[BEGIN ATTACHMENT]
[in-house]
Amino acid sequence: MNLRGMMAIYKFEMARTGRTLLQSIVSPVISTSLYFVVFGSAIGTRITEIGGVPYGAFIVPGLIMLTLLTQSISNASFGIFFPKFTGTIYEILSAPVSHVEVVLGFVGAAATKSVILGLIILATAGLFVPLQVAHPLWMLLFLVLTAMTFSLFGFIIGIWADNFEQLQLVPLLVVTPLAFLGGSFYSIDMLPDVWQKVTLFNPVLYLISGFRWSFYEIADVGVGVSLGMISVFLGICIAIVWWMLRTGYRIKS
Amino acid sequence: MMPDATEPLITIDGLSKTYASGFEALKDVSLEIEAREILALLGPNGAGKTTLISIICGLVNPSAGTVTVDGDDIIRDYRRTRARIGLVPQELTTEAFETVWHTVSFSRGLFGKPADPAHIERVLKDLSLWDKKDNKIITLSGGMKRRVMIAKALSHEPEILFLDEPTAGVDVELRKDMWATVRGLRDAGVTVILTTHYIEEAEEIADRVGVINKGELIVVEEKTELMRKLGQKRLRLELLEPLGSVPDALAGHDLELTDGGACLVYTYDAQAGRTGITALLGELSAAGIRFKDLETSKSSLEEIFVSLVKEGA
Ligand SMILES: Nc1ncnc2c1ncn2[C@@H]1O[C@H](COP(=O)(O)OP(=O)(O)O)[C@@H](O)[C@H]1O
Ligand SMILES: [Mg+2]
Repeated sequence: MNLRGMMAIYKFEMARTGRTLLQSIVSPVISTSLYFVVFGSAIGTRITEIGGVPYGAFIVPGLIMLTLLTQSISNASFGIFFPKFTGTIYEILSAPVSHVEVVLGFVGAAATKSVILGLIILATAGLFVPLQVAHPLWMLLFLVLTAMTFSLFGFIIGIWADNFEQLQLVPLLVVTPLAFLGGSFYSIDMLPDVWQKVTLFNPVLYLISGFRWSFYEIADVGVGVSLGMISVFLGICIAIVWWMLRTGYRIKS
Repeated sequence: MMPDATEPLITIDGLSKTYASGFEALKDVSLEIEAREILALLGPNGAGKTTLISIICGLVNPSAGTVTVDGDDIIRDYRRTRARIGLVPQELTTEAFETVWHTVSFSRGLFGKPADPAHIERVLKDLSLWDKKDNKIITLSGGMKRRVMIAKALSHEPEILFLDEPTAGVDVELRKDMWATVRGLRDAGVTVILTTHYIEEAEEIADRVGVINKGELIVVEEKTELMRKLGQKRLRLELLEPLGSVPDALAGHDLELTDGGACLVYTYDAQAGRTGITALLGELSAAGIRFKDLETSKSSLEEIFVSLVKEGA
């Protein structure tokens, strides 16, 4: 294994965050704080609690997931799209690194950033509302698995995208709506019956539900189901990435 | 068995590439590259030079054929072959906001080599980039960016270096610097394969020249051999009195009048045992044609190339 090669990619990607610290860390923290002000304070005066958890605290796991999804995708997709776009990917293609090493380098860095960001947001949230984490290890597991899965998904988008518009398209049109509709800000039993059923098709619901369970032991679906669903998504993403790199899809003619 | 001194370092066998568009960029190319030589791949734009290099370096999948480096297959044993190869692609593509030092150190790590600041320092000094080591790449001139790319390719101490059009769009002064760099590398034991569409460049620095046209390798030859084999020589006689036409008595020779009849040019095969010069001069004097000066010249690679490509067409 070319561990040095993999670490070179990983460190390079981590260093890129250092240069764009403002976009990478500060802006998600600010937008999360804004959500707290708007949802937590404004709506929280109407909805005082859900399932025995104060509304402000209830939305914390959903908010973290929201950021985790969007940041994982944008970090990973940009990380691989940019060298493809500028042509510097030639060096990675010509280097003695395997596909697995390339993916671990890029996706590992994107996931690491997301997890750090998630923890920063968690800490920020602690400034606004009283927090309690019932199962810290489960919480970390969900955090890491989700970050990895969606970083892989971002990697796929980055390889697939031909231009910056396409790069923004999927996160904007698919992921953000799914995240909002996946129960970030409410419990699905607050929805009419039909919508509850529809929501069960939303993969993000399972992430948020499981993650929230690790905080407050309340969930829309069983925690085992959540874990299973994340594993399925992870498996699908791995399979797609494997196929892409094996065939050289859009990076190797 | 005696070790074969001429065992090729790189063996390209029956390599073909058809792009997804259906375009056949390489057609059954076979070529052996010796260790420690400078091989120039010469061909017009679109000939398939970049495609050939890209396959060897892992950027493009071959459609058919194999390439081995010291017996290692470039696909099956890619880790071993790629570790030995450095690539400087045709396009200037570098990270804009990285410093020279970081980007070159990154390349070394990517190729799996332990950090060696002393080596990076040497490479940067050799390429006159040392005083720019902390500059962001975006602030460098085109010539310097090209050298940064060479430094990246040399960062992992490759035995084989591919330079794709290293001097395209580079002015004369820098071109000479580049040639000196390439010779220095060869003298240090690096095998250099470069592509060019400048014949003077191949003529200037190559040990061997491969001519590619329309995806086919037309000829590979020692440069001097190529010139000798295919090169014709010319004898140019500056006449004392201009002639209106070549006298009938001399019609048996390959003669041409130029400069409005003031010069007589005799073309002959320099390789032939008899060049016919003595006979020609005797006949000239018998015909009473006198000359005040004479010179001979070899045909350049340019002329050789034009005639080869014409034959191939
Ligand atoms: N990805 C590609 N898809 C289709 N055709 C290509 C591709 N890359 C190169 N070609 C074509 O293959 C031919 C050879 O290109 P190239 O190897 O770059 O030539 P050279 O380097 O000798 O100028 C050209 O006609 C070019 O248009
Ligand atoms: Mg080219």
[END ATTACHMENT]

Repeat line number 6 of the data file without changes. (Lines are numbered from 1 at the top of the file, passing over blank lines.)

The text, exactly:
Repeated sequence: MNLRGMMAIYKFEMARTGRTLLQSIVSPVISTSLYFVVFGSAIGTRITEIGGVPYGAFIVPGLIMLTLLTQSISNASFGIFFPKFTGTIYEILSAPVSHVEVVLGFVGAAATKSVILGLIILATAGLFVPLQVAHPLWMLLFLVLTAMTFSLFGFIIGIWADNFEQLQLVPLLVVTPLAFLGGSFYSIDMLPDVWQKVTLFNPVLYLISGFRWSFYEIADVGVGVSLGMISVFLGICIAIVWWMLRTGYRIKS